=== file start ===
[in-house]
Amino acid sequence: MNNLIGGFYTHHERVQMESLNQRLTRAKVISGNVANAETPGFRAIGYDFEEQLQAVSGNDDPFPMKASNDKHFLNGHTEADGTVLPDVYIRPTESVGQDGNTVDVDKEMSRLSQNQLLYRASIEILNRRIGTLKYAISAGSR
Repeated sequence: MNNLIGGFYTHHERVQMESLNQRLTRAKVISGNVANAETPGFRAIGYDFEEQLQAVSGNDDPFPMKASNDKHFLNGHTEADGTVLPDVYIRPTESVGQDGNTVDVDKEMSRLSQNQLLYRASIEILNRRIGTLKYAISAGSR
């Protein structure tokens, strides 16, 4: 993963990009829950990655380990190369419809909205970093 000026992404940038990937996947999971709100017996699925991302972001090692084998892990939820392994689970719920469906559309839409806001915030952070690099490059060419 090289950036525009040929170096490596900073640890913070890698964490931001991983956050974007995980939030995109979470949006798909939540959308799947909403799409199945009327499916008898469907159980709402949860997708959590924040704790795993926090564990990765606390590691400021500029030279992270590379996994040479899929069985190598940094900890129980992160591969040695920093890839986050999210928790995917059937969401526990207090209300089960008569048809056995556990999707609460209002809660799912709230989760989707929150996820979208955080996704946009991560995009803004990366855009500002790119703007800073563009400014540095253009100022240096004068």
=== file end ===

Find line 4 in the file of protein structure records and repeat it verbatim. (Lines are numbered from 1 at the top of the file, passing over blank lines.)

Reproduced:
């Protein structure tokens, strides 16, 4: 993963990009829950990655380990190369419809909205970093 000026992404940038990937996947999971709100017996699925991302972001090692084998892990939820392994689970719920469906559309839409806001915030952070690099490059060419 090289950036525009040929170096490596900073640890913070890698964490931001991983956050974007995980939030995109979470949006798909939540959308799947909403799409199945009327499916008898469907159980709402949860997708959590924040704790795993926090564990990765606390590691400021500029030279992270590379996994040479899929069985190598940094900890129980992160591969040695920093890839986050999210928790995917059937969401526990207090209300089960008569048809056995556990999707609460209002809660799912709230989760989707929150996820979208955080996704946009991560995009803004990366855009500002790119703007800073563009400014540095253009100022240096004068």